Export volumes and values could be further suppressed, with a negative impact on the current account, South Africa’s terms of trade could decline (the price of platinum has in fact fallen much more than that of oil), and capital inflows could come under more pressure – net foreign sales of SA equities and bonds have amounted to more than R20 billion since September 2007. South Africa is nevertheless fortunate to have such a low level of foreign debt at this point in time. A weaker rand could keep inflation elevated for longer in spite of lower oil prices, delaying the expected decline in interest rates. Declining asset prices, together with high debt levels, could force households to reign in spending even more.

Weaker demand will cause businesses to delay capacity expansion, suppressing capital spending. However, continued infrastructure spend will help to underpin the economy even though it cannot compensate for all the other negative influences, and the disciplined fiscal policy of recent years puts South Africa in a position to act contra-cyclically now by announcing a expansionary budget on 21 October.

Like their global counterparts, South African companies will also face pressure on their earnings. In spite of reasonable to even cheap valuations, local equities will struggle to perform in a global bear market. Bond yields are being held up by still high inflation, although they are discounting the probability that monetary policy tightening has reached its end.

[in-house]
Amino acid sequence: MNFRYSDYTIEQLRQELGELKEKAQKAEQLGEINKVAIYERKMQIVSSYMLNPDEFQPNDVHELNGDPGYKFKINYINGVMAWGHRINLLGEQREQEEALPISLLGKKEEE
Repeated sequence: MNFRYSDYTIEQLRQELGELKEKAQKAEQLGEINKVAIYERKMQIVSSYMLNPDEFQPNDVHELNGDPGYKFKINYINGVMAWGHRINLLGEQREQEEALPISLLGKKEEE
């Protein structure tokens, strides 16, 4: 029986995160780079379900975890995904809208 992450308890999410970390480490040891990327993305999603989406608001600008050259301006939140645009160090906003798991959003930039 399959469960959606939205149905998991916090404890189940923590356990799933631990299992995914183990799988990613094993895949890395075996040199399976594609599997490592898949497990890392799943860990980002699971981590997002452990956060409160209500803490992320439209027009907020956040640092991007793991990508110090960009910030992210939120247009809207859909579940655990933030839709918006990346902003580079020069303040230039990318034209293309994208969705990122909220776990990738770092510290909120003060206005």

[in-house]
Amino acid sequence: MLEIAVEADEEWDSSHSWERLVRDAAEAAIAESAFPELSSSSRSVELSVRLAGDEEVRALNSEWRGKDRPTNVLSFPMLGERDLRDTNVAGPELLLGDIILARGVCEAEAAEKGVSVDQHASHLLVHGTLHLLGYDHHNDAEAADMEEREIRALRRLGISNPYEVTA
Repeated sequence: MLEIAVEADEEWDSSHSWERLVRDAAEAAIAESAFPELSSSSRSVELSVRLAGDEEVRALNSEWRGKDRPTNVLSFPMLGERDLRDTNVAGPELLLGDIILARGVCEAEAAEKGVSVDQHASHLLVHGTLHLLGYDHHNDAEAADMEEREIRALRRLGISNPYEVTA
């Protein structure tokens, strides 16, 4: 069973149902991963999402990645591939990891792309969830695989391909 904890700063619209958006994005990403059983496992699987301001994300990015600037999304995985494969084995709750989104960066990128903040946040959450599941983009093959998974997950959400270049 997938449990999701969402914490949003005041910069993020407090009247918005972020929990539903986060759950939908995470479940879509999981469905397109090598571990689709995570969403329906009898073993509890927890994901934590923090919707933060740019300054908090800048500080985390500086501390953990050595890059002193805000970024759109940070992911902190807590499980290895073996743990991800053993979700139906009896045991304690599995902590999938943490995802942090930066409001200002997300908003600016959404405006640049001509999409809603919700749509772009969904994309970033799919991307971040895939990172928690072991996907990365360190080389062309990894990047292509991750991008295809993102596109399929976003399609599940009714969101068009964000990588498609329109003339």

In addition to the global financial turmoil, South African investors are faced with political uncertainty. Regardless of the machinations taking place around individual members of government, the crucial question is policy continuity. The final word on this question will unfortunately not be spoken until the new administration that is to take over in 2009 is well entrenched so that it can be judged on its actions rather than on its words.

It is therefore best to assume that an uncertain and volatile period still lies ahead. Caution remains the watchword.

 About Jac Laubscher       
 Jac Laubscher, Sanlam Group economist, discusses topical issues in the South African economy. 

As Sanlam’s Group Economist Jac Laubscher provides strategic economic input to the various companies in the group in support of their business strategies. He completed his economics studies at Stellenbosch University and he was the first South African economist to qualify as a Chartered Financial Analyst with the CFA Institute in the USA.

Jac still maintains strong links with leading academic institutions, and is well known as an independent and leading analyst of events and emerging trends in the South African economy and financial markets. His analyses are based on fundamental research.